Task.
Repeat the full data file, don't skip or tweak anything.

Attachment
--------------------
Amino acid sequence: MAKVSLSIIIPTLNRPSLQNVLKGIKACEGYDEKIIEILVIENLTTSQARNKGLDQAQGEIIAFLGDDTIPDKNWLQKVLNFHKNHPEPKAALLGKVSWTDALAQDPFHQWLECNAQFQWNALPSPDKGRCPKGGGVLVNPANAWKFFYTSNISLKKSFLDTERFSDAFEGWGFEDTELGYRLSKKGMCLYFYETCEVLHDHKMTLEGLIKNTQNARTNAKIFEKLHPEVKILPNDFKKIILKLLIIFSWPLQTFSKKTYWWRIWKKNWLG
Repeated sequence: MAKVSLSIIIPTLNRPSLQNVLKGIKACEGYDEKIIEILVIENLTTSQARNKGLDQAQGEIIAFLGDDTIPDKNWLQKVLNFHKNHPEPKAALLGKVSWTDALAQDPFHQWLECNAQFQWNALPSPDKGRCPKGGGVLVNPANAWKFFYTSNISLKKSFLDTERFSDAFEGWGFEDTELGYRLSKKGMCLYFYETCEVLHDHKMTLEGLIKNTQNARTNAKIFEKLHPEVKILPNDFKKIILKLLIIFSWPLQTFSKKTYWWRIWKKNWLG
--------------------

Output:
Amino acid sequence: MAKVSLSIIIPTLNRPSLQNVLKGIKACEGYDEKIIEILVIENLTTSQARNKGLDQAQGEIIAFLGDDTIPDKNWLQKVLNFHKNHPEPKAALLGKVSWTDALAQDPFHQWLECNAQFQWNALPSPDKGRCPKGGGVLVNPANAWKFFYTSNISLKKSFLDTERFSDAFEGWGFEDTELGYRLSKKGMCLYFYETCEVLHDHKMTLEGLIKNTQNARTNAKIFEKLHPEVKILPNDFKKIILKLLIIFSWPLQTFSKKTYWWRIWKKNWLG
Repeated sequence: MAKVSLSIIIPTLNRPSLQNVLKGIKACEGYDEKIIEILVIENLTTSQARNKGLDQAQGEIIAFLGDDTIPDKNWLQKVLNFHKNHPEPKAALLGKVSWTDALAQDPFHQWLECNAQFQWNALPSPDKGRCPKGGGVLVNPANAWKFFYTSNISLKKSFLDTERFSDAFEGWGFEDTELGYRLSKKGMCLYFYETCEVLHDHKMTLEGLIKNTQNARTNAKIFEKLHPEVKILPNDFKKIILKLLIIFSWPLQTFSKKTYWWRIWKKNWLG